Autumn Skullcap (Galerina Marginata)
Autumn skullcaps grow throughout the northern hemisphere. They have brown to yellow-brown caps and are easily confused with other edible brown mushrooms.
Extremely poisonous, Autumn Skullcaps usually grow on rotting wood. Ingesting a small amount will cause severe liver damage and can be deadly if medical attention isn’t received quickly.
Brown Roll-Rim (Paxillus Involutus)
Brown Roll-Rim mushrooms grow in wooded areas throughout North America. They are generally brown and grow between two and three inches high.
This mushroom was always considered poisonous when eaten raw, but in the past was considered safe to eat when cooked.
However, in recent years, it has been found to cause autoimmune hemolysis, which can be fatal. This has happened to people who had eaten these mushrooms for years without problems.
Angel Wings (Pleurocybella Porrigens)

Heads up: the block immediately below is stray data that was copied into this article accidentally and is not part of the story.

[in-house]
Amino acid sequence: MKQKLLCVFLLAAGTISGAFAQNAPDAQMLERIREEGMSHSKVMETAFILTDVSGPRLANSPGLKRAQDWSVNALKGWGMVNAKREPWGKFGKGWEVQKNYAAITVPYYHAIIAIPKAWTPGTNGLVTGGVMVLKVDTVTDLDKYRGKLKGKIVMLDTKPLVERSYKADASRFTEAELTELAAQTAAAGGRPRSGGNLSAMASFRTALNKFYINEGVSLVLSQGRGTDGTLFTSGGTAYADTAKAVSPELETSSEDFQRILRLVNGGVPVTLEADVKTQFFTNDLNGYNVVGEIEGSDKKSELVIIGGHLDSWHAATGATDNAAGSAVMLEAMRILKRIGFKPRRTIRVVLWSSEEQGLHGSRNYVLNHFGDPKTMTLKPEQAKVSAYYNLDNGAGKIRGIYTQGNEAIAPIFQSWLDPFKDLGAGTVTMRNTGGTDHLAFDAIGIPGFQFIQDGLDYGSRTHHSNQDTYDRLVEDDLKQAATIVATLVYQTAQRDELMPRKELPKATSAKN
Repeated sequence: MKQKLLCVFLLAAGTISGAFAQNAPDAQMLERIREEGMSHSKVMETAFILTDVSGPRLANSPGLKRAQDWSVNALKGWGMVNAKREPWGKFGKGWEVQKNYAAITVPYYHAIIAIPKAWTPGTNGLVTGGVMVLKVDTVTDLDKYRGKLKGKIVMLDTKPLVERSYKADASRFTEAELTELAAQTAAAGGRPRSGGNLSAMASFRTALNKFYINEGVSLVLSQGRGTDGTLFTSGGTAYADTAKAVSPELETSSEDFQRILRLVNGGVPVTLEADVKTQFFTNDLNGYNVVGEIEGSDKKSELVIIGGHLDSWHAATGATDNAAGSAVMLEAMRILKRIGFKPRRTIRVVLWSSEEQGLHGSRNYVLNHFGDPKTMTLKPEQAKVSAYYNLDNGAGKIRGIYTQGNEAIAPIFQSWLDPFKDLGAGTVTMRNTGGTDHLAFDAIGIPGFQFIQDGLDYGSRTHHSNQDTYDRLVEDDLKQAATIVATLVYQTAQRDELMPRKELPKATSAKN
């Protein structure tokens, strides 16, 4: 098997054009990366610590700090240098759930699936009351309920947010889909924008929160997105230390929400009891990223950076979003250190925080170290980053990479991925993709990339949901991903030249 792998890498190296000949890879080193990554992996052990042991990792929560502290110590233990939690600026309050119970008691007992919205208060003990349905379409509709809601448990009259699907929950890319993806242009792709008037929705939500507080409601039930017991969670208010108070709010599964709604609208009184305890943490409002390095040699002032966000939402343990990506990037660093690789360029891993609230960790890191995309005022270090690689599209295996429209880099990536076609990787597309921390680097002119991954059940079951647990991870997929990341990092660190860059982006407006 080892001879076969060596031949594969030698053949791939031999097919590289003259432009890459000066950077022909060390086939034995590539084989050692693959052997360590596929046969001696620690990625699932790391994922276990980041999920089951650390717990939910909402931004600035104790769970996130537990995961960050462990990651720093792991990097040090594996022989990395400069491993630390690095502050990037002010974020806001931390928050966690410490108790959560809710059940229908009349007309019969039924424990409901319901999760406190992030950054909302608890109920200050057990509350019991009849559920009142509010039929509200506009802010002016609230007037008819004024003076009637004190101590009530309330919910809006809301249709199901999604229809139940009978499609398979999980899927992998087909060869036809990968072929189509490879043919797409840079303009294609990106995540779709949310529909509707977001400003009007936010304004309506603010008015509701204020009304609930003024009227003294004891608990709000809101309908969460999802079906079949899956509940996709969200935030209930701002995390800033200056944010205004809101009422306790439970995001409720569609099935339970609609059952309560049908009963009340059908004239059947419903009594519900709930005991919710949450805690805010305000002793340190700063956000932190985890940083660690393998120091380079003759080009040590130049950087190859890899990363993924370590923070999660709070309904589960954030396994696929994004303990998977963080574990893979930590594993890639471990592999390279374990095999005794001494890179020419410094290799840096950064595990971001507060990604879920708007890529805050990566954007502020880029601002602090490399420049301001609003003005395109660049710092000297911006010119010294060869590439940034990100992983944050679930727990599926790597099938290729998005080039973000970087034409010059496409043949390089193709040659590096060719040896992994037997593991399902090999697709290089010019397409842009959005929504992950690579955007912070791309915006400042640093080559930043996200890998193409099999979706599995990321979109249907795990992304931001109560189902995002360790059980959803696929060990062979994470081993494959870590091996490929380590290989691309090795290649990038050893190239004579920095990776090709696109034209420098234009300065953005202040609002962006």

These mushrooms grow on dead tree trunks throughout the northern hemisphere. Like the Brown Roll Rim mushrooms, they were once thought to be edible, but in recent years they have caused kidney failure in several people over 50 with pre-existing kidney issues.
Jack O’ Lantern Mushroom (Omphalotus Illudens)
This common mushroom derives its name from its orange color. It resembles the delicious chanterelle, but it has gills that are said to glow in the dark. This species grows in clusters, unlike the chanterelle.
Jack o’ lantern is not high on the list of poisonous mushrooms, but it is still dangerous. It grows at the bases of hardwood trees, decaying stumps, or buried roots and contains illudin toxins.
False Champignon (Clitocybe Rivulosa)
Also known as “Fool’s Funnel,” this small white mushroom grows in grassy areas across Europe and North America. They grow on lawns, so children often encounter these poisonous mushrooms.